Jeremy Corbyn pledges to retain Faslane staff

Labour leader candidate Jeremy Corbyn is pictured during a rally in Aberdeen, Scotland. Picture: Hemedia

Labour leader candidate Jeremy Corbyn is pictured during a rally in Aberdeen, Scotland. Picture: Hemedia

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WORKERS building and maintaining the UK’s nuclear weapons would be retrained for more peaceful endeavours under Jeremy Corbyn’s “defence diversification agenda”, the Labour leadership hopeful told an audience in Scotland.

Around 19,000 Scottish jobs are dependent on the Faslane nuclear submarine base, according to Labour analysis.

Instead, they’re not making nuclear weapons, they’re making something that is safer and more useful for the whole world.

Jeremy Corbyn

But Mr Corbyn, who is the frontrunner to lead the UK Labour Party, says he has a “moral opposition” to nuclear weapons and is committed to scrapping the renewal of Trident and decommissioning the UK’s existing arms.

Mr Corbyn brought his campaign trail to Scotland today with trips to Aberdeen and Dundee, followed by visits to Edinburgh on Friday and finally to Glasgow which lies just 30 miles up the river Clyde from Faslane.

Mr Corbyn also pledged to work with the SNP to fight austerity, rejected Tory proposals for English votes for English laws, and set out his plan to harness Scotland’s engineering expertise for the benefit of the whole UK.

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Speaking to journalists in Aberdeen, he said: “My life has been one of a moral opposition to nuclear weapons.

“We’ve put forward serious proposals for a defence diversification agenda for the whole of the UK to ensure that jobs are not lost, those skills are not lost, the engineering capability is not lost.

“Instead, they’re not making nuclear weapons, they’re making something that is safer and more useful for the whole world.”

Mr Corbyn rejected the SNP’s ambition of Scottish independence, but said he is willing to work with the party to fight the Welfare Reform Bill.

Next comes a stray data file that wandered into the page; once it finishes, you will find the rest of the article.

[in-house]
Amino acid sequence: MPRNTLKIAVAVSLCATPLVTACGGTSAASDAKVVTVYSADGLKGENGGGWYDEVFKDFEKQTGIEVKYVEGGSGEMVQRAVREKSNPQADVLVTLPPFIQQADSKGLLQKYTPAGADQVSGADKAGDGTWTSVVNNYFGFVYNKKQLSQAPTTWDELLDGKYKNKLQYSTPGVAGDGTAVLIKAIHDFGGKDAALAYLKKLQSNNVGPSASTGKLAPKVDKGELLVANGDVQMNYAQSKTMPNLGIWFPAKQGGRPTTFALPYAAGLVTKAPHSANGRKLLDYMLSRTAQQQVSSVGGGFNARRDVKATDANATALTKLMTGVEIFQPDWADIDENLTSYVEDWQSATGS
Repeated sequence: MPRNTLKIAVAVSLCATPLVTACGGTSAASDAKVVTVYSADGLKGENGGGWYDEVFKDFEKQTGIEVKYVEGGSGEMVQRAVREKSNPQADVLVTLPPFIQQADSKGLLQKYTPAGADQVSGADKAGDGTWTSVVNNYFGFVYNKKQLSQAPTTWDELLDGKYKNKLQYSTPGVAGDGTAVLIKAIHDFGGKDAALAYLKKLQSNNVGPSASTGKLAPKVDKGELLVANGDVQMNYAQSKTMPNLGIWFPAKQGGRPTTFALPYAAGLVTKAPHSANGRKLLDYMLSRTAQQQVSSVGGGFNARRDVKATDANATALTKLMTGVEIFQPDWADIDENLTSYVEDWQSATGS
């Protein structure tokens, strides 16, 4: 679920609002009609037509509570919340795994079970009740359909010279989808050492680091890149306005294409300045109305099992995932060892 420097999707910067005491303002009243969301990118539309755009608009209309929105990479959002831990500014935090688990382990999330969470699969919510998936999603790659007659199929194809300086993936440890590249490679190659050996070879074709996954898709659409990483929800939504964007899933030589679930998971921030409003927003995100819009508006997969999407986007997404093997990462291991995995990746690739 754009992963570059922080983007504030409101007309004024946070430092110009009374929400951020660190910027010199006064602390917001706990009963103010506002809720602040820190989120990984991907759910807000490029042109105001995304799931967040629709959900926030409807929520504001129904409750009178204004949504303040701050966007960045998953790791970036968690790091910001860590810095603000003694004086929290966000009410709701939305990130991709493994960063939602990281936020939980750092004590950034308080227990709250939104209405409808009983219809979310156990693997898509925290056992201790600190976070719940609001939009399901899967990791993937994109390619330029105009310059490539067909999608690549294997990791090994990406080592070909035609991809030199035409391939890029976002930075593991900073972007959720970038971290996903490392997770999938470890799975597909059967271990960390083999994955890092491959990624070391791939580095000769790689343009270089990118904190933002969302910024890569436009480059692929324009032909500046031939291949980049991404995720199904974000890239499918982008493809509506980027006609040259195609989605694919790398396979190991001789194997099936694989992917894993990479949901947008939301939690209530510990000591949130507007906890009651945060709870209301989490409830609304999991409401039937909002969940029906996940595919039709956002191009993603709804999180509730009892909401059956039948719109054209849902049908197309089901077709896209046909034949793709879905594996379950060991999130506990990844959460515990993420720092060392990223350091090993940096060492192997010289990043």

“Clearly in the UK Parliament there isn’t, at the moment, a majority that can defeat the Conservatives on welfare and other issues,” he said.

“But clearly all other UK parties have got to come together and that will indeed put a lot of pressure on the Conservative Government. Who knows what comes from that.

“Politics really isn’t just about the arithmetic in Holyrood, Westminster, Cardiff or anywhere else. It’s actually about what people do outside. Political change actually comes from the democratic base in our society, and we should be proud of that.”

On the SNP’s ambition of independence, he said: “At the end of the day, the UK has to share out its resources in a fair and reasonable way, and ensure that everyone gets somewhere to live, every young person gets a college place, a university place or a training place and they move into good quality jobs.

“Scotland is the basis of so much of the engineering industry of the whole of the UK.

“Thatcher’s de-industrialisation is a scar that’s still there all across the UK, but particularly in Scotland.

“I do not support English laws for English issues. It’s a UK Parliament and all members of the UK Parliament should be able to vote on all issues that are put before the UK Parliament.”

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